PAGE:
Created for Port of Galway to issue to cruise ship passengers as they arrive onshore.
The Port of Galway welcomes over 14,000 cruise passengers and crew every year. As the passengers disembark their ship and come ashore, they are given different options for trips, tours and activities to occupy their time in Galway. The Harbour Master noticed that some passengers liked to take a “self-guided” tour of the city by foot and approached me to design a map that he could give the passengers to help them navigate around the city. From initial meetings, we decided to present a map of Galway, along with a “self-guided” walking tour route.
UNDERSTANDING THE USERS:
The project involved working closely with the Port to determine an understanding of the user-base, requirements and limitations.
Speaking with the Port gave me an understanding of the demographic of the users:
- GROUP A: A large population of older passengers, some with mobility problems, who are a mix between those who wish to take organised tours and those who like to explore the sights of the city at their own pace.
- GROUP B: Younger couples, often who want to explore the city by themselves.
- GROUP C: Groups of varying age, who generally prefer to take organised tours.
It was decided early on, that the walking route would need to consider the physical limitations of Group A, but also present options further afield for Groups B and C. We also decided to include icons marking the location of defibrillators throughout the city, to add confidence and safety to the minds of all groups.
THE WALKING TOUR ROUTE:
I was allowed to create the route of the walking tour itself, based on understanding the timeframe available to the passengers and the key desires of their self-guided walking tour (what they would like to see and what they would like to do).
I studied up on the history of Galway and of all of the popular historic sights and created all text content, giving the passengers a full history of Galway as well as a “guided tour”.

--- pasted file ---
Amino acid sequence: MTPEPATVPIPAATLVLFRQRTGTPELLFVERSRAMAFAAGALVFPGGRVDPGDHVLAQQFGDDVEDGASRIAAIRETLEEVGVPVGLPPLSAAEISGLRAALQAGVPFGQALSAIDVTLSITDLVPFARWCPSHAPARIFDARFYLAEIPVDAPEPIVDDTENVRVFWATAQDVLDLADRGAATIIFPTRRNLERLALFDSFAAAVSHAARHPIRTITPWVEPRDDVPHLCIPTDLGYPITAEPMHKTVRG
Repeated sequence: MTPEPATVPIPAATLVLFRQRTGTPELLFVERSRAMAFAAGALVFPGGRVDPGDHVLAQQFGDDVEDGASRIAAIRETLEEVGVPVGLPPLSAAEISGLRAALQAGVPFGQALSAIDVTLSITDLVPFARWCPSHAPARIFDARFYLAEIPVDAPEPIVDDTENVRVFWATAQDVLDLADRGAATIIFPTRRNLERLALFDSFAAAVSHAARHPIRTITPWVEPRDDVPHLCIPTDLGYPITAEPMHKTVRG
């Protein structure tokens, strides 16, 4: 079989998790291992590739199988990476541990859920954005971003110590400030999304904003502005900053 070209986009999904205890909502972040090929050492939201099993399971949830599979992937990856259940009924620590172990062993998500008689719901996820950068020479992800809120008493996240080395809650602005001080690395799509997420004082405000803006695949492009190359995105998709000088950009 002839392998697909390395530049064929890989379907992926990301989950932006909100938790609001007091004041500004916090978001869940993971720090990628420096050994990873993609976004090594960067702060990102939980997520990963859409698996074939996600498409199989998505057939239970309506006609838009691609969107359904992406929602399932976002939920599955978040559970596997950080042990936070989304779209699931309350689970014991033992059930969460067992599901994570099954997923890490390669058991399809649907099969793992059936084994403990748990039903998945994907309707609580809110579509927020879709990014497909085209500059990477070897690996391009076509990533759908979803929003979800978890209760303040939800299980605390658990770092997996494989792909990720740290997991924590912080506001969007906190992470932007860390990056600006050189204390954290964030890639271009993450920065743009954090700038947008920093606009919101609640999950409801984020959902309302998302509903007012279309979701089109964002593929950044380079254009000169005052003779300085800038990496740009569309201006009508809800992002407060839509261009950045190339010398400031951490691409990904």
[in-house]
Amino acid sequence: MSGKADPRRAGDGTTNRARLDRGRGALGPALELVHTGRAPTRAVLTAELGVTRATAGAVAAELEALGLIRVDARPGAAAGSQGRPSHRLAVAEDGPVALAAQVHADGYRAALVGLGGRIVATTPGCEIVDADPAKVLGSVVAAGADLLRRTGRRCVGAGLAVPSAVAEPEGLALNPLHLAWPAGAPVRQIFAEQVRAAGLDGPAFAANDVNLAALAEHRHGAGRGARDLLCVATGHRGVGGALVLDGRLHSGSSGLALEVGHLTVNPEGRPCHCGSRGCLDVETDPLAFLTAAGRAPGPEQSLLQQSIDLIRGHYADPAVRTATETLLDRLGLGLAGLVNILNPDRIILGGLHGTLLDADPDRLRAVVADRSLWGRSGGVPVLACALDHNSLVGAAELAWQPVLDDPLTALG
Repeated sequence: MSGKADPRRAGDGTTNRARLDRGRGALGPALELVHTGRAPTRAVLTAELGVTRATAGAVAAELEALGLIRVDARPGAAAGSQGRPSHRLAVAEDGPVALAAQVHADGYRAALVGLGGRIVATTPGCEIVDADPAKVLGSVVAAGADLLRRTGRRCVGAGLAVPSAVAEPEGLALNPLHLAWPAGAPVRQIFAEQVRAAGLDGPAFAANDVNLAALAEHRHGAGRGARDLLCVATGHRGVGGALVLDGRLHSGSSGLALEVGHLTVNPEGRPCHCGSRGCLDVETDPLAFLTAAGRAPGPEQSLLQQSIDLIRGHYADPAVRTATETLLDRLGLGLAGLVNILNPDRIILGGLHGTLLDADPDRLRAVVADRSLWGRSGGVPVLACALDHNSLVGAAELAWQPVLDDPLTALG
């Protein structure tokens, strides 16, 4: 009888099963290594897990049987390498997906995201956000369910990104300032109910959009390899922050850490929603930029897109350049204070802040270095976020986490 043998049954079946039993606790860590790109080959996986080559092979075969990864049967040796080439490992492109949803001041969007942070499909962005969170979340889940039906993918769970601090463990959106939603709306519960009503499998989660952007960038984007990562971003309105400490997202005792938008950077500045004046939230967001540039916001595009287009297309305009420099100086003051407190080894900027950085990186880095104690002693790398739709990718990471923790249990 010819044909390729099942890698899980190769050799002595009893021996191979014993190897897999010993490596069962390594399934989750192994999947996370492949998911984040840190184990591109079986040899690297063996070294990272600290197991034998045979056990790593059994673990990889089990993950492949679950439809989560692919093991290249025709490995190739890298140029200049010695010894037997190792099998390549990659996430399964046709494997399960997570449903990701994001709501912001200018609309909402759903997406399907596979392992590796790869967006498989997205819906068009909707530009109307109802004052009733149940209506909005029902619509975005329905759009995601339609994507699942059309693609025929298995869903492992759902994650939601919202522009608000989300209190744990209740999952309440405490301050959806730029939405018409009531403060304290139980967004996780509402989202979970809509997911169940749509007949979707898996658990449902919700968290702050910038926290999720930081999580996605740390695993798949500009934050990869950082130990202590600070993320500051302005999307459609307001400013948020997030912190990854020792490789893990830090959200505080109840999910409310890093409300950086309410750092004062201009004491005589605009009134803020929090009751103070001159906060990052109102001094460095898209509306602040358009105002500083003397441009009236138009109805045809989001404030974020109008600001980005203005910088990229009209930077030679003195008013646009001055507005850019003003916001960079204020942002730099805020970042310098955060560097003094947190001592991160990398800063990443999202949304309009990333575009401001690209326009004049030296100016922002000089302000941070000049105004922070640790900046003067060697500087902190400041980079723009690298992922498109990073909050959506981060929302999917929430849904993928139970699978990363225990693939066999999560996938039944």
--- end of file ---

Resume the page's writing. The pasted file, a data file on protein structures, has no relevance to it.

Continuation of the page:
The map itself was designed to present more of Galway outside of the established walking tour route, for the user to explore at their own desire.
THE MAP EXPERIENCE & TESTING:
To ensure the map was as easy as possible for the passengers to use over and over again, in all weather and for ultimate convenience, I studied and tested several other walking tour maps. I devised the best way for the maps to fold in order to make the maps as useful as possible for the passengers:
When you fold back one section of the map, you get the text explaining the history of that particular sight without losing your place in the map and unfolding again. I worked closely with the printers on this, and we determined the correct paper weight, water-proof materials and folding techniques that would work with both.
We tested the map out on some non-Galwegians and also with some users who don’t have English as their first language to test mainly for it’s convenience but also the understanding of the route direction, and finally for how interesting the route itself proved.
THE VISUAL DESIGN:
To make the map visually interesting to the passengers to peak their interest in Galway, and to leave a positive impression on them when they look back at their “souvenir” of their time here, I decided to create illustrations of iconic buildings, shops, pubs, wildlife and characters around Galway and use these as visual icons on the map.
The map went down very well with cruise passengers. The map allowed for easy understanding of navigation around the city and the walking tour provided some structure for those who wished to see the suggested sights in the time available to them.
Town Crier, Liam Silke, who greets passengers on their initial arrival to the Port has called it “the best map” that he’s had his hands on.
Croí, the West of Ireland’s Heart and Stroke Charity, gave credit to the map for it’s inclusion of the locations of defibrillators around the city.
The map is still being used each year by an average of 14,000+ cruise passengers and crew, and is in the process of being updated due to the natural changes in the city’s landscape.